Pigs save New Forest ponies

  • A scheme to save New Forest ponies from acorn poisoning has been hailed a success by the forest verderers. Ponies and cattle can be poisoned by green acorns – 43 have died from poisoning so far this year – but pigs are not affected by them.

    More than 500 pigs were let out into the forest at the start of Pannage season in November – the largest number for decades. “The pigs have done a really good job,” said Jonathan Gerrelli, New Forest head agister, “the scheme has definitely been a success.”

    Pannage, an age-old custom of letting pigs into the New Forest to fatten them up for Christmas, has been extremely popular with forest commoners (land owners) this year. But although the commoners are not required to bring in their animals until the end of December, many pigs have already been rounded up.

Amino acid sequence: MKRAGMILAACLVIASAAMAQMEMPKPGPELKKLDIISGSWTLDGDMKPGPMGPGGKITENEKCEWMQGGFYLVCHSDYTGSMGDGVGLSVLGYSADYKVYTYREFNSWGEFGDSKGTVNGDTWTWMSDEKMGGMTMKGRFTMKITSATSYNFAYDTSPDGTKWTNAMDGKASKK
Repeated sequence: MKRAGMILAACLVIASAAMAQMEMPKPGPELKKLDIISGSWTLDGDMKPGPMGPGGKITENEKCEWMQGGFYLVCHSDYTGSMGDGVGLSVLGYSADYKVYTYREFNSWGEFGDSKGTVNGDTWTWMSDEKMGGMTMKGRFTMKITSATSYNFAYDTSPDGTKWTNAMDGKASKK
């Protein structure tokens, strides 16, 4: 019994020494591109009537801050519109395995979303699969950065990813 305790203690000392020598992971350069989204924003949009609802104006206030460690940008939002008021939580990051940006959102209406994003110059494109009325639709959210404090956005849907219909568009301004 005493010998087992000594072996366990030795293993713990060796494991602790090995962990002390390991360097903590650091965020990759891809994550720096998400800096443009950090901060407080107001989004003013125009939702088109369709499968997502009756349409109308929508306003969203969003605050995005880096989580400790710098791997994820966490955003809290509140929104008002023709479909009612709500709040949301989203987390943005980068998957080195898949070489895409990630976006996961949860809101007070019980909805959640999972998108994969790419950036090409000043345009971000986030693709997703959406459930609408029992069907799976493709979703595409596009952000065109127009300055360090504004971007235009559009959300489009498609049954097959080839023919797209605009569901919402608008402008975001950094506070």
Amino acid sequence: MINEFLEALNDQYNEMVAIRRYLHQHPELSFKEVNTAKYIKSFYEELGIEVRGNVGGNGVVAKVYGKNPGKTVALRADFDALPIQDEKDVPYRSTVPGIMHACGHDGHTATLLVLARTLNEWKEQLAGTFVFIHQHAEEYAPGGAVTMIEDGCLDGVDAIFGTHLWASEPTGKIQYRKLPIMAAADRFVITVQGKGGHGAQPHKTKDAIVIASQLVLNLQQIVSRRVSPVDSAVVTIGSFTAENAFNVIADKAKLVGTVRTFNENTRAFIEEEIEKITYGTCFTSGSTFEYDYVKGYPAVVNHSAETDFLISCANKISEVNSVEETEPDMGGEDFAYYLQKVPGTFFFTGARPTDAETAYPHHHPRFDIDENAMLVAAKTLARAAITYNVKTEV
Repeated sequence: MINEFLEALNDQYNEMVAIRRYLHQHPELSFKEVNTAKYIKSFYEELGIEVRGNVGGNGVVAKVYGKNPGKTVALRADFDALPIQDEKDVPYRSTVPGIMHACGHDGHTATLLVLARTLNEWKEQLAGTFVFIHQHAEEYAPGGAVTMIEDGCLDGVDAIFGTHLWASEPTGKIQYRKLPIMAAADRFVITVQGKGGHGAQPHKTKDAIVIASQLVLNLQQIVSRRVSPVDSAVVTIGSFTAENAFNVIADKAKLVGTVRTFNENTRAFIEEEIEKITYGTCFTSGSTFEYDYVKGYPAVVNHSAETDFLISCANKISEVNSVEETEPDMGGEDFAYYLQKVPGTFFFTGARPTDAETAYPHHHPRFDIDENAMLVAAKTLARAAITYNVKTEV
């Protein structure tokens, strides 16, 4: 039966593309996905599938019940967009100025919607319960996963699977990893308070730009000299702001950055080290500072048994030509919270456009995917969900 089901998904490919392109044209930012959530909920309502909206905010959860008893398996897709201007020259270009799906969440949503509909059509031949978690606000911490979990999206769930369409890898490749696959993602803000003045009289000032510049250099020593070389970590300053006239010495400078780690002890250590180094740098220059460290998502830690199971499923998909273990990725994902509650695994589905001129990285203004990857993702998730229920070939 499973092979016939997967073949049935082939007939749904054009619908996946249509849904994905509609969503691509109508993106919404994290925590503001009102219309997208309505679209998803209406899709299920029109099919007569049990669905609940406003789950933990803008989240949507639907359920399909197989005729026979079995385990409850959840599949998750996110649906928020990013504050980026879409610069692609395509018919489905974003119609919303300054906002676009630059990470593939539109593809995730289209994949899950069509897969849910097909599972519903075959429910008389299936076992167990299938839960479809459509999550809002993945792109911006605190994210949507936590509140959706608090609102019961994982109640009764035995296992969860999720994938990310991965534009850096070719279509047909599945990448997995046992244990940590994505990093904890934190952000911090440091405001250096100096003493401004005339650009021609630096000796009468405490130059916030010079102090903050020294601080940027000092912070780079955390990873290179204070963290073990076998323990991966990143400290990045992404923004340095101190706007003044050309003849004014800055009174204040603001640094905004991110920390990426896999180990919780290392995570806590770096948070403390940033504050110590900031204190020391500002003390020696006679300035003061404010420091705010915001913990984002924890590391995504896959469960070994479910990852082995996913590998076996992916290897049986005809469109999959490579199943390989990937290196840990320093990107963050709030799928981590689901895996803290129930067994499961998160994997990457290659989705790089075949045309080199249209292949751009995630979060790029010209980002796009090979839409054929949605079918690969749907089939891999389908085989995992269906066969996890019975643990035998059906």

“As we get towards the end of Pannage and the acorns run out the pigs start to wander,” Mr Gerrelli explained, “and although the pigs are very friendly there is bound to come a time when they come into contact with members of the public who are not geared up towards animals.”

    Reports of pigs chasing dogs and dog walkers, horses and riders and breaking into people’s gardens have been on the increase this year. “The problem with pigs is that you need a very good fence,” Mr Gerrelli admitted. “A sow can become quite protective – you must adapt your behaviour accordingly.”

    A student walking in the forest filmed a policeman and dog as they were chased by a herd of pigs. “The man was walking his young police dog and decided to introduce it to a pig. Unfortunately the pig collected 15 of his friends and chased the policeman and dog back to his car,” explained Sue Westwood, Clerk to the Verderers. Click here to watch video.

    Unfortunately, due to the glut of acorns this year, there is still likely to be a few poison-related deaths before the end of 2006. “Poisoned ponies don’t die instantly – it takes a while for them to feel the effects,” Mr Gerrelli said. “But the pigs have eaten most of the acorns so there should be no more poisoning in the New Year.”

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